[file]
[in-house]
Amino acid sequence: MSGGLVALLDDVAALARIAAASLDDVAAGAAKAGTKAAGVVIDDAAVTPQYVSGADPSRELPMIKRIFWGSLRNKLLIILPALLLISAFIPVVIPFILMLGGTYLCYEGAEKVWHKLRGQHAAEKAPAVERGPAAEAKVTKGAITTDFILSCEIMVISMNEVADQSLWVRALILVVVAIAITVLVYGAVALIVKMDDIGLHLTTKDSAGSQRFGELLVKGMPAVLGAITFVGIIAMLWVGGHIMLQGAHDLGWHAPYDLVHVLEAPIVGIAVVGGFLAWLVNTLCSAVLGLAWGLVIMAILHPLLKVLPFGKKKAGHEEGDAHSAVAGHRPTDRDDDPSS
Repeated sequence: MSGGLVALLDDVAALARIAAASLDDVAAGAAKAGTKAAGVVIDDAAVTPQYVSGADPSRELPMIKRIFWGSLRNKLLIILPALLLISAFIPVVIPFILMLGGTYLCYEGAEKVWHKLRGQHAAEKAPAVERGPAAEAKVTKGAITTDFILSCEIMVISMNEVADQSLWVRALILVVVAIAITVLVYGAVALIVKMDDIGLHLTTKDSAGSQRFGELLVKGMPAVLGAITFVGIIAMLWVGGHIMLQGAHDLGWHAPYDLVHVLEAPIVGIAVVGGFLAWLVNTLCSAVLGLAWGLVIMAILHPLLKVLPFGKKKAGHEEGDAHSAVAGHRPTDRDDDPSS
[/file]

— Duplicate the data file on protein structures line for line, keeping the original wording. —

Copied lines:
[in-house]
Amino acid sequence: MSGGLVALLDDVAALARIAAASLDDVAAGAAKAGTKAAGVVIDDAAVTPQYVSGADPSRELPMIKRIFWGSLRNKLLIILPALLLISAFIPVVIPFILMLGGTYLCYEGAEKVWHKLRGQHAAEKAPAVERGPAAEAKVTKGAITTDFILSCEIMVISMNEVADQSLWVRALILVVVAIAITVLVYGAVALIVKMDDIGLHLTTKDSAGSQRFGELLVKGMPAVLGAITFVGIIAMLWVGGHIMLQGAHDLGWHAPYDLVHVLEAPIVGIAVVGGFLAWLVNTLCSAVLGLAWGLVIMAILHPLLKVLPFGKKKAGHEEGDAHSAVAGHRPTDRDDDPSS
Repeated sequence: MSGGLVALLDDVAALARIAAASLDDVAAGAAKAGTKAAGVVIDDAAVTPQYVSGADPSRELPMIKRIFWGSLRNKLLIILPALLLISAFIPVVIPFILMLGGTYLCYEGAEKVWHKLRGQHAAEKAPAVERGPAAEAKVTKGAITTDFILSCEIMVISMNEVADQSLWVRALILVVVAIAITVLVYGAVALIVKMDDIGLHLTTKDSAGSQRFGELLVKGMPAVLGAITFVGIIAMLWVGGHIMLQGAHDLGWHAPYDLVHVLEAPIVGIAVVGGFLAWLVNTLCSAVLGLAWGLVIMAILHPLLKVLPFGKKKAGHEEGDAHSAVAGHRPTDRDDDPSS